Inheriting the Iowa Diary: Little Women and their Audiences on the Prairie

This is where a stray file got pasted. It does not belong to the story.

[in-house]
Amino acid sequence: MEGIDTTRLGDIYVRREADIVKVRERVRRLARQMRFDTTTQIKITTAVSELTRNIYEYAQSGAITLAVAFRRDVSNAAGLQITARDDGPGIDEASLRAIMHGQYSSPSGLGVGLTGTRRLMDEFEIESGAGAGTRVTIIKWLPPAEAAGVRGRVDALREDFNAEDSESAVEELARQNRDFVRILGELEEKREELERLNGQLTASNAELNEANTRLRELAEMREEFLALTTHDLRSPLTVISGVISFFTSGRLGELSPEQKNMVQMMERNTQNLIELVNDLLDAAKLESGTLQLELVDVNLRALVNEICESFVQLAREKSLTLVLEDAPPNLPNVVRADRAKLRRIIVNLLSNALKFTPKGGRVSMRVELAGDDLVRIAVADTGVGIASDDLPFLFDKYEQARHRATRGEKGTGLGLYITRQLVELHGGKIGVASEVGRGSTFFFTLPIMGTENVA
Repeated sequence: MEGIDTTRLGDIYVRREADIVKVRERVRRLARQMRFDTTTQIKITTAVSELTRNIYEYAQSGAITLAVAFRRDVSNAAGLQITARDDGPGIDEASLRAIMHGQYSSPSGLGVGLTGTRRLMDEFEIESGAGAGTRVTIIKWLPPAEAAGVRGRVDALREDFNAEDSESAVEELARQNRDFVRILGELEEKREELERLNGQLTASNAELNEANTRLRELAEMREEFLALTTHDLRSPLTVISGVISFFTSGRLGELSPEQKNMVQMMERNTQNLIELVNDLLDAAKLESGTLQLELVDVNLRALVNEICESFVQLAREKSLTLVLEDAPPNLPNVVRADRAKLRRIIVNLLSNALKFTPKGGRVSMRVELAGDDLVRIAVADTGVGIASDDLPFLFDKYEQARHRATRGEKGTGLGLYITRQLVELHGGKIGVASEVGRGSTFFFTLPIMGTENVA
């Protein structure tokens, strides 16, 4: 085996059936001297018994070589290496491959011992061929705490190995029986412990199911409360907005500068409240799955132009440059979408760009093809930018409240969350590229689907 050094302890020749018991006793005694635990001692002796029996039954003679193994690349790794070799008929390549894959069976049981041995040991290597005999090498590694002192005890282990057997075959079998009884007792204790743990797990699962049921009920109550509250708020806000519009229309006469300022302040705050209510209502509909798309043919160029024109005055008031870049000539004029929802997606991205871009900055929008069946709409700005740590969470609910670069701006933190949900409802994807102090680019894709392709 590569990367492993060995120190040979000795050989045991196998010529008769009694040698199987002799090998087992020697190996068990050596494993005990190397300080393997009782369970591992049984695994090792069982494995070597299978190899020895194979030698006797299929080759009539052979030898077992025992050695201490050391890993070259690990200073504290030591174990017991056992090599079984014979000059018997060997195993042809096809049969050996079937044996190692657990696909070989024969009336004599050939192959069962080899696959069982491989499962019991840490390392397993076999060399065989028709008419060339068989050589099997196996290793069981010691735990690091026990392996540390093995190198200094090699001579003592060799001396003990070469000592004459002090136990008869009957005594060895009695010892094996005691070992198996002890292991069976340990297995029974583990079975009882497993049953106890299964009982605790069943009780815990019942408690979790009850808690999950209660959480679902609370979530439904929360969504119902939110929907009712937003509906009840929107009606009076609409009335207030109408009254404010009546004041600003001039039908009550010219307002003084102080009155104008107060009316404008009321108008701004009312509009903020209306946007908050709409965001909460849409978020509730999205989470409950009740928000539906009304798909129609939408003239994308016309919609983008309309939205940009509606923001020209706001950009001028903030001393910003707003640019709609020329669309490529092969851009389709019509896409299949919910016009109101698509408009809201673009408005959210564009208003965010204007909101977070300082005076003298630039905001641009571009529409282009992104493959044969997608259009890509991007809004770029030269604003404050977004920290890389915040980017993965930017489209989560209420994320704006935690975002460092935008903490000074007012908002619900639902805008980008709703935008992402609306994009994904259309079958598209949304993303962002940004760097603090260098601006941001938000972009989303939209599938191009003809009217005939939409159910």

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Diaries are literary sirens, enticing readers to furtively open them and learn all their writers’ secrets to understand them as deeply as the diary does itself. However, despite popular conception, diaries are not meant to be secret and left unread; for if someone has taken the care to save the moments of a life and protect them across time and distance, perhaps they deserve to be read. Diaries exist as a marginal form of literary expression, both limited and freed by the social orders that act upon their writers. All the tensions that are impressed upon the diarist extend onto their diaries; furthermore, diaries are written with a specific intent and readership in mind which increasingly controls the content of a diary. I have added to the conversation about the role of diary readership by emphasizing that the intended audience are not the only readers of the diary: an inheriting readership, separated from the writer through time and often distance, eventually picks up the diary as well. The temporal separation causes a gap of understanding between the inheriting readers and the diarist, a space that these readers must navigate in order to fully contextualize the diary. I located dozens of local diaries before selecting two to demonstrate these gaps, as well as to analyze them through pre-existing diary theory. Lucile Hink’s Great Depression diary and Eliza Ann Bartlett’s pioneer diary share many traits of rural farmsteading and life in Grinnell during economic constraints, creating an ideal set to analyze and to demonstrate the traditions of diary-keeping practices across swaths of history.